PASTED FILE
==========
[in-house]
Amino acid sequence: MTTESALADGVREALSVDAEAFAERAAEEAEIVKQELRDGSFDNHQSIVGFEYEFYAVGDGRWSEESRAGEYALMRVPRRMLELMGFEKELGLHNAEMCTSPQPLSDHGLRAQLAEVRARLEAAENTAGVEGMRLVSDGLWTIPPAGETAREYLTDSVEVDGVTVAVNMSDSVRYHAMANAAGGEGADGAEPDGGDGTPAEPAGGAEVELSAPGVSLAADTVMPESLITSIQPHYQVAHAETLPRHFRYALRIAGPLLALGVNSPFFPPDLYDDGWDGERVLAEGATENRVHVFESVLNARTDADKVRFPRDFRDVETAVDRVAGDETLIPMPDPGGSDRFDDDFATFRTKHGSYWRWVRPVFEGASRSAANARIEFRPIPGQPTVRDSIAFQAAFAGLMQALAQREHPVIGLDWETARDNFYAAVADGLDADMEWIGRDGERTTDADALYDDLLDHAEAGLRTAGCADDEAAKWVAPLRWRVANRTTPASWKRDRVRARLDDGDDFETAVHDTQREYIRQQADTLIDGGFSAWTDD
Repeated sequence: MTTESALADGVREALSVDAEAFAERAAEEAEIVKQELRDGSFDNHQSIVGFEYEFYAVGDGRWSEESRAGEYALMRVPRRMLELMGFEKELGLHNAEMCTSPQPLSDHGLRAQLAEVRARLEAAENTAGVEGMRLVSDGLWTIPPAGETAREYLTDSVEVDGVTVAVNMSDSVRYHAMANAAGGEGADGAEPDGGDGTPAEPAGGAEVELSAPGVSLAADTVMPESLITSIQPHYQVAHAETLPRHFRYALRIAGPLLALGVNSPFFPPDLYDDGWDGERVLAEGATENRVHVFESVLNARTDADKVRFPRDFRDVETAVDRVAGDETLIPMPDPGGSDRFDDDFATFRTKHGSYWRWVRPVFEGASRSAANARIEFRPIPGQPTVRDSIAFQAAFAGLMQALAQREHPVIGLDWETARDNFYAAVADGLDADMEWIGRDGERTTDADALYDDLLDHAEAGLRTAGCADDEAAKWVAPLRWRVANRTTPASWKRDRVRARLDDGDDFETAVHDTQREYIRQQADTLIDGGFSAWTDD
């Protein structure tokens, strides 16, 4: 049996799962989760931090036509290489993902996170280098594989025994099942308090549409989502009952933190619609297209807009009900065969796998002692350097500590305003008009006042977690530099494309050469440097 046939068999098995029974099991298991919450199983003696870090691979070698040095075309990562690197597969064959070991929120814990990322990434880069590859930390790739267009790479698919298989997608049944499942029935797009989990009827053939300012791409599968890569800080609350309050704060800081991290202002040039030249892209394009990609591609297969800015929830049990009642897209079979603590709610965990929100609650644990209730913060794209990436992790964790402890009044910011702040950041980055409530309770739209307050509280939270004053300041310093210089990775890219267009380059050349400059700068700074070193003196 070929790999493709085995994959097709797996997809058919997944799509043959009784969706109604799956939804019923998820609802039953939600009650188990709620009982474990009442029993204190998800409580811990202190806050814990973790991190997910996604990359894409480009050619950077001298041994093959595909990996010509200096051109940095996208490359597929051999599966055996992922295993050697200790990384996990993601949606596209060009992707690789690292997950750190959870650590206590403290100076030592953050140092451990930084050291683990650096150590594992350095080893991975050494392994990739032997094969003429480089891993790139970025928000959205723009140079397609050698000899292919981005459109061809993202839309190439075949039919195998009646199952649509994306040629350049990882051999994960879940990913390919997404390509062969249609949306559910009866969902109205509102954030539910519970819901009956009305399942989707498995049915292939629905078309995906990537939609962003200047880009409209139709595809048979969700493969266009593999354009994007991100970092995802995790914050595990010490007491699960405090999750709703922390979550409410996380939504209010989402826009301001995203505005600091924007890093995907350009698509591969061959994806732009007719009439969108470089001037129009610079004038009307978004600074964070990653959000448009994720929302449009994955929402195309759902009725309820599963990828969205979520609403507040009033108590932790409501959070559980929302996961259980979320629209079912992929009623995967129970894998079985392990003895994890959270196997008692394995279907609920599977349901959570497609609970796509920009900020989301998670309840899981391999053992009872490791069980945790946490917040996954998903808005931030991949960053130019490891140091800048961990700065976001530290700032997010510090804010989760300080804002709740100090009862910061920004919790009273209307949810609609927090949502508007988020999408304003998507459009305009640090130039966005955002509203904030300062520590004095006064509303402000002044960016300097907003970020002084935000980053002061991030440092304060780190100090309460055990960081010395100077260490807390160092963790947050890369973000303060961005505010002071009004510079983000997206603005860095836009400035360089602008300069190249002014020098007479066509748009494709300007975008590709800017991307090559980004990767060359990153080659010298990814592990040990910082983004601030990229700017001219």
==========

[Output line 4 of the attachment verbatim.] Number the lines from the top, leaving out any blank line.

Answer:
């Protein structure tokens, strides 16, 4: 049996799962989760931090036509290489993902996170280098594989025994099942308090549409989502009952933190619609297209807009009900065969796998002692350097500590305003008009006042977690530099494309050469440097 046939068999098995029974099991298991919450199983003696870090691979070698040095075309990562690197597969064959070991929120814990990322990434880069590859930390790739267009790479698919298989997608049944499942029935797009989990009827053939300012791409599968890569800080609350309050704060800081991290202002040039030249892209394009990609591609297969800015929830049990009642897209079979603590709610965990929100609650644990209730913060794209990436992790964790402890009044910011702040950041980055409530309770739209307050509280939270004053300041310093210089990775890219267009380059050349400059700068700074070193003196 070929790999493709085995994959097709797996997809058919997944799509043959009784969706109604799956939804019923998820609802039953939600009650188990709620009982474990009442029993204190998800409580811990202190806050814990973790991190997910996604990359894409480009050619950077001298041994093959595909990996010509200096051109940095996208490359597929051999599966055996992922295993050697200790990384996990993601949606596209060009992707690789690292997950750190959870650590206590403290100076030592953050140092451990930084050291683990650096150590594992350095080893991975050494392994990739032997094969003429480089891993790139970025928000959205723009140079397609050698000899292919981005459109061809993202839309190439075949039919195998009646199952649509994306040629350049990882051999994960879940990913390919997404390509062969249609949306559910009866969902109205509102954030539910519970819901009956009305399942989707498995049915292939629905078309995906990537939609962003200047880009409209139709595809048979969700493969266009593999354009994007991100970092995802995790914050595990010490007491699960405090999750709703922390979550409410996380939504209010989402826009301001995203505005600091924007890093995907350009698509591969061959994806732009007719009439969108470089001037129009610079004038009307978004600074964070990653959000448009994720929302449009994955929402195309759902009725309820599963990828969205979520609403507040009033108590932790409501959070559980929302996961259980979320629209079912992929009623995967129970894998079985392990003895994890959270196997008692394995279907609920599977349901959570497609609970796509920009900020989301998670309840899981391999053992009872490791069980945790946490917040996954998903808005931030991949960053130019490891140091800048961990700065976001530290700032997010510090804010989760300080804002709740100090009862910061920004919790009273209307949810609609927090949502508007988020999408304003998507459009305009640090130039966005955002509203904030300062520590004095006064509303402000002044960016300097907003970020002084935000980053002061991030440092304060780190100090309460055990960081010395100077260490807390160092963790947050890369973000303060961005505010002071009004510079983000997206603005860095836009400035360089602008300069190249002014020098007479066509748009494709300007975008590709800017991307090559980004990767060359990153080659010298990814592990040990910082983004601030990229700017001219």